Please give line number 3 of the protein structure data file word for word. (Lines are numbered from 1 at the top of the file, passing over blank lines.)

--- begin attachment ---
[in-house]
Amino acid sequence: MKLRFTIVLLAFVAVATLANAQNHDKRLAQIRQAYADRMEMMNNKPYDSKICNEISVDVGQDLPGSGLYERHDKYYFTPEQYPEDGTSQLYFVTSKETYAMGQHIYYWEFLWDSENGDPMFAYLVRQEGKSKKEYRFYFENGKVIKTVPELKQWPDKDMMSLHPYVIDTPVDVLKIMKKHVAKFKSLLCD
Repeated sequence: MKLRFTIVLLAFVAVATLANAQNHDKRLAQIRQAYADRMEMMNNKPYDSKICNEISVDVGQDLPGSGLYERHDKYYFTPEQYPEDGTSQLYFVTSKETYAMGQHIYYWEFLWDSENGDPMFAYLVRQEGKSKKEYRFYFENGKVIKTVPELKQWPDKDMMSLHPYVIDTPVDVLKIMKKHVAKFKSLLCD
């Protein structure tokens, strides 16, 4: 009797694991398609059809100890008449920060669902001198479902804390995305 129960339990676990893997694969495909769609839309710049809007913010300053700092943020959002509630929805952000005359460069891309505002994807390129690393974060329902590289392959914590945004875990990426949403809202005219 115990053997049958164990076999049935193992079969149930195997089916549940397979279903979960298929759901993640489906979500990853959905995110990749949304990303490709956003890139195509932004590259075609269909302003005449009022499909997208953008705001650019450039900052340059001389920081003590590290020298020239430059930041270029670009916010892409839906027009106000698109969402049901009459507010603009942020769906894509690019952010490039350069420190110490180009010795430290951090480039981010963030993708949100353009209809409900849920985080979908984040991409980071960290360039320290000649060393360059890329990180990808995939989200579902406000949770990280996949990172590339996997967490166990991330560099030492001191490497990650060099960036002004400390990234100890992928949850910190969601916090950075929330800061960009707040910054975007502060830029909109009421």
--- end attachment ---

Repeated sequence: MKLRFTIVLLAFVAVATLANAQNHDKRLAQIRQAYADRMEMMNNKPYDSKICNEISVDVGQDLPGSGLYERHDKYYFTPEQYPEDGTSQLYFVTSKETYAMGQHIYYWEFLWDSENGDPMFAYLVRQEGKSKKEYRFYFENGKVIKTVPELKQWPDKDMMSLHPYVIDTPVDVLKIMKKHVAKFKSLLCD